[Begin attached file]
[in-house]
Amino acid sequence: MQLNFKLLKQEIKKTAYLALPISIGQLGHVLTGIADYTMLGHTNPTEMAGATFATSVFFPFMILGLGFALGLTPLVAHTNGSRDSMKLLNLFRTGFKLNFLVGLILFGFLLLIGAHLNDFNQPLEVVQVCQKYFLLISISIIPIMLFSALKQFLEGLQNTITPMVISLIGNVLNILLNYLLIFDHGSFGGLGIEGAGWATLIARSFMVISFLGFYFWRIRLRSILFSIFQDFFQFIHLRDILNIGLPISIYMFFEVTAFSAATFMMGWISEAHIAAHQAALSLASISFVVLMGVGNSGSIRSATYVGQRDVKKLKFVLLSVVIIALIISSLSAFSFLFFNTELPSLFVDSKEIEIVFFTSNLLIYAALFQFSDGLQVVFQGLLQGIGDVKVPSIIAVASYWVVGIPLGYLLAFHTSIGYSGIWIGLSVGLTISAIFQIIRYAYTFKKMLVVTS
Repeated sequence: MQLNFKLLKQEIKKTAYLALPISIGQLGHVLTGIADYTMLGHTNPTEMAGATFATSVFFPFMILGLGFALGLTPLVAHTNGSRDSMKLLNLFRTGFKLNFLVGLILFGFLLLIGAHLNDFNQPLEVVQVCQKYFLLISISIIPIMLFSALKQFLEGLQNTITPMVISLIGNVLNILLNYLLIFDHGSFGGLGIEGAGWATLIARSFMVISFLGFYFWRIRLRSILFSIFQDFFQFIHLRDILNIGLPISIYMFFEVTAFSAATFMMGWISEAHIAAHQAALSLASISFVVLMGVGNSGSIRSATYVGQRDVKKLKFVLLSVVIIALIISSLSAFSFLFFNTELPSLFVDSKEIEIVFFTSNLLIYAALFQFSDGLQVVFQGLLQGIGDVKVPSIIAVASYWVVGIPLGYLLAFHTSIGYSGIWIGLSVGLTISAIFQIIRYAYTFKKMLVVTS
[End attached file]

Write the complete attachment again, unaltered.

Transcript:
[in-house]
Amino acid sequence: MQLNFKLLKQEIKKTAYLALPISIGQLGHVLTGIADYTMLGHTNPTEMAGATFATSVFFPFMILGLGFALGLTPLVAHTNGSRDSMKLLNLFRTGFKLNFLVGLILFGFLLLIGAHLNDFNQPLEVVQVCQKYFLLISISIIPIMLFSALKQFLEGLQNTITPMVISLIGNVLNILLNYLLIFDHGSFGGLGIEGAGWATLIARSFMVISFLGFYFWRIRLRSILFSIFQDFFQFIHLRDILNIGLPISIYMFFEVTAFSAATFMMGWISEAHIAAHQAALSLASISFVVLMGVGNSGSIRSATYVGQRDVKKLKFVLLSVVIIALIISSLSAFSFLFFNTELPSLFVDSKEIEIVFFTSNLLIYAALFQFSDGLQVVFQGLLQGIGDVKVPSIIAVASYWVVGIPLGYLLAFHTSIGYSGIWIGLSVGLTISAIFQIIRYAYTFKKMLVVTS
Repeated sequence: MQLNFKLLKQEIKKTAYLALPISIGQLGHVLTGIADYTMLGHTNPTEMAGATFATSVFFPFMILGLGFALGLTPLVAHTNGSRDSMKLLNLFRTGFKLNFLVGLILFGFLLLIGAHLNDFNQPLEVVQVCQKYFLLISISIIPIMLFSALKQFLEGLQNTITPMVISLIGNVLNILLNYLLIFDHGSFGGLGIEGAGWATLIARSFMVISFLGFYFWRIRLRSILFSIFQDFFQFIHLRDILNIGLPISIYMFFEVTAFSAATFMMGWISEAHIAAHQAALSLASISFVVLMGVGNSGSIRSATYVGQRDVKKLKFVLLSVVIIALIISSLSAFSFLFFNTELPSLFVDSKEIEIVFFTSNLLIYAALFQFSDGLQVVFQGLLQGIGDVKVPSIIAVASYWVVGIPLGYLLAFHTSIGYSGIWIGLSVGLTISAIFQIIRYAYTFKKMLVVTS